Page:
cism and neo-paganism". Well, I could not have been more wrong.
Mick Sharp is an archaeologist and a very good photographer. He has a genuine interest in the lives of the saints, and the places where they are buried or venerated. There are many lovely photographs; most impressive are some of the restored shrines in Anglican cathedrals — votive candle stands seem to be a compulsory furnishing these days! A good test is his fair and level-headed treatment of Walsingham. The photographer in him is obviously very taken with pictures of Gothic ruins against flaming sunsets. There is a useful gazetteer, accompanied by a map: a good present for a young person interested in backpacking around Britain in search of holy places.
A welcome stocking-filler would be The English Angel (Windrush Press, £12), a book of photographs by Peter Burton and Harland Walshaw. All sorts of winged creatures are here: angels stretch their wings across medieval rafters; portly cherubs weep on the tombs of portly landowners; seraphim dance in paint and stained glass. One lady angel displays not only wings but
ample breasts. Most of those angels are, appropriately enough, placed high up in the buildings they adorn; they may easily be missed by the visitor, and are hard to study with the naked eye. Notable among them is the recent Angel of the North, which stands face-to-face with Epstein's great St Michael on Coventry Cathedral.
pEOPLE LIKE to receive anthologies of prayers at Christmas, especially elderly and house-bound people. Frank Colquhoun's Parish Prayers (Hodder and Stoughton, £10.99) is not quite one of those. It was first published in 1967, and here makes its first appearance in paperback. In those days both modern language and the Prayer of the Faithful were novelties: intercessory prayer in the Catholic Church was offered largely in the context of Benediction; in the Church of England the custom obtained of saying prayers on all sorts of miscellaneous subjects at the end of Morning and Evening Prayer. For over 30 years wellthumbed copies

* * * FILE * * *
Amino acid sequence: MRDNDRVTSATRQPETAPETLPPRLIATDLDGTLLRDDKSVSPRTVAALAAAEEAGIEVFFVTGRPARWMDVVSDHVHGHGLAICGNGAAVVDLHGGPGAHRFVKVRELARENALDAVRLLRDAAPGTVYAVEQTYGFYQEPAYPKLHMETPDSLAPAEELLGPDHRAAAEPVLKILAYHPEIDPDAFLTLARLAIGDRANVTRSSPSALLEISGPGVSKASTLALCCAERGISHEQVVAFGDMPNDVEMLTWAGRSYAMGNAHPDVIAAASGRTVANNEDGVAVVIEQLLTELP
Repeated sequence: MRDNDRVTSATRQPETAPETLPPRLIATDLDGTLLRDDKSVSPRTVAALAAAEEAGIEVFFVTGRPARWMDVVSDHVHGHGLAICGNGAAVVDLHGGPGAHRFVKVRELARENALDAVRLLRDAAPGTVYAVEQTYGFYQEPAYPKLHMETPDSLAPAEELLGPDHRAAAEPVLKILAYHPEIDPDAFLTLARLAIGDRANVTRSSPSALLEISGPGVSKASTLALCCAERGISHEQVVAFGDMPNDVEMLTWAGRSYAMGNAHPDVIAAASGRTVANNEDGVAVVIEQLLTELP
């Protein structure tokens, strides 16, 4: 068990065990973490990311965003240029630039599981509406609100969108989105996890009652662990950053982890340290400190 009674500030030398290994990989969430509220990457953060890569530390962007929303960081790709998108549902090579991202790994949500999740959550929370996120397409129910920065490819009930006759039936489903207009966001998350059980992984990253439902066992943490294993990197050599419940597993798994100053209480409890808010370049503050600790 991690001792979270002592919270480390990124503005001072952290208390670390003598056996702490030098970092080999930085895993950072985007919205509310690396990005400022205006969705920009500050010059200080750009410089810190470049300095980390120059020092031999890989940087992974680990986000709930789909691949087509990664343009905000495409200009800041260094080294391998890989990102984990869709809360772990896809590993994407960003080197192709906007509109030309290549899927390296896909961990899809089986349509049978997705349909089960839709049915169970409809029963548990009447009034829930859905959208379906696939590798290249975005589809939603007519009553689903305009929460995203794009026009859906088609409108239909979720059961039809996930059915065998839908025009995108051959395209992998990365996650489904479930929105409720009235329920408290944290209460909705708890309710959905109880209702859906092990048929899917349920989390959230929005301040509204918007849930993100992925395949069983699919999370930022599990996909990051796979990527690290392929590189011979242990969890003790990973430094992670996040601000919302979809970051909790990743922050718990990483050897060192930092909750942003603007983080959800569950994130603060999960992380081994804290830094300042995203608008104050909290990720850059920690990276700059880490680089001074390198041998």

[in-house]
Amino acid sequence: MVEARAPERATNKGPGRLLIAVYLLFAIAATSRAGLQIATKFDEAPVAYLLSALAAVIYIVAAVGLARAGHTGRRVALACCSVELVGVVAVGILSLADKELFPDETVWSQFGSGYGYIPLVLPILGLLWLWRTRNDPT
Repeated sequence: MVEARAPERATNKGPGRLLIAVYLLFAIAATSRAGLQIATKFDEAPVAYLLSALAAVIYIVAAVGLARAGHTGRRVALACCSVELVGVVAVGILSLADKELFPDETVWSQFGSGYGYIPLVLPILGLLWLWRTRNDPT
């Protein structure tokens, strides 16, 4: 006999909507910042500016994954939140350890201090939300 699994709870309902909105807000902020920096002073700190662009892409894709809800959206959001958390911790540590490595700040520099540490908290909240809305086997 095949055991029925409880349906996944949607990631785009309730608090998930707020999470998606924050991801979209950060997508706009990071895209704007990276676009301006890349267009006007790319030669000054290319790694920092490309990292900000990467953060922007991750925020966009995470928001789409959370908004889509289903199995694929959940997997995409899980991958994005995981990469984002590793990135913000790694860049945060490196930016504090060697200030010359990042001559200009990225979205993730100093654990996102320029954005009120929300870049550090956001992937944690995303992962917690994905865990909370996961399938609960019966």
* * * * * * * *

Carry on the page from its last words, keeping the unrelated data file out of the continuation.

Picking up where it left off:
of Canon Colquhoun's useful book have reposed in the stalls of countless clergy, who have been saved from embarrassment by its thoroughness; his 1,798 prayers cover every possible eventuality.
The language used is "traditional" — i.e. God is addressed in the second person singular, and other grammatical complications flow from this. It is hard to see how these prayers could be used in Catholic worship today; apart from the obvious incongruity, they would show up the shoddiness of our official texts. But I think there are many people who would be glad to address God as 'Thou" in their private devotions, especially if they could be helped by noble language and robust and unsentimental thoughts.
All too often one of the low points of our liturgy is the Prayer of the Faithful, which can be repetitious, confused, soppy, and ungrammatical. Perhaps it would be a good idea to put this book into the hands of those who prepare such prayers, not to use verbatim, but as an example of what intercessory prayer can be like.
More in the usual mould is Great Christian Prayers (Hodder and Stoughton, £9.99) which is a book of prayers, one (or two) allocated to each day of the year. ft is avowedly a modem imitation of an singularly elegant little book of 1898, Great Souls at Prayer by Mary Tileston, of which a copy was given to my sister by her high-church headmistress when she left school. The compilers, Louise and R T Kendall, are a husband-andwife team, both involved in the ministry at the ultraCalvinist Westminster Chapel.
They do not, of course, eschew the rich inheritance of Catholic spirituality from the primitive Church and the Middle Ages; how could they? And there is plenty of Newman. But the only 20th century Catholic I spotted is Mother Teresa; their perspective is uncompromisingly Protestant. You wouldn't wish to give it to a Catholic friend, but it would be a kindly present for an evangelical, who might thereby be introduced to specimens of Catholic devotion.
In preparing this review, I was driven back to Great Souls at Prayer, it is indeed a first-class book, and lovely to handle. I wish someone would re-print it just as it stands.
Quite different is Letters From the Heart (Blake, £6.99) compiled by Fr Michael Seed, an enlarged edition of an earlier book. Fr Seed, eminence grise de nos jours. is reputed to know everyone; and from the list of his contributors it appears to be true. Mother Teresa and Cardinal Hume, Tony Blair, the Dalai Lama, Prince Rainier — all have responded to his invitations to write what they think heaven is like.
I intend no disrespect to Fr Seed in saying that the contributions are variable in quality. The book is a valuable document for other reasons: the affection in which Fr Seed is obviously held by many friends; and, for me, the different styles of writing paper used by his correspondents. Every parish priest ought to be given a copy for Christmas. It is, however, not exactly a book for the prie-dieu: more for the bedside table, or a select shelf of little books in the bathroom.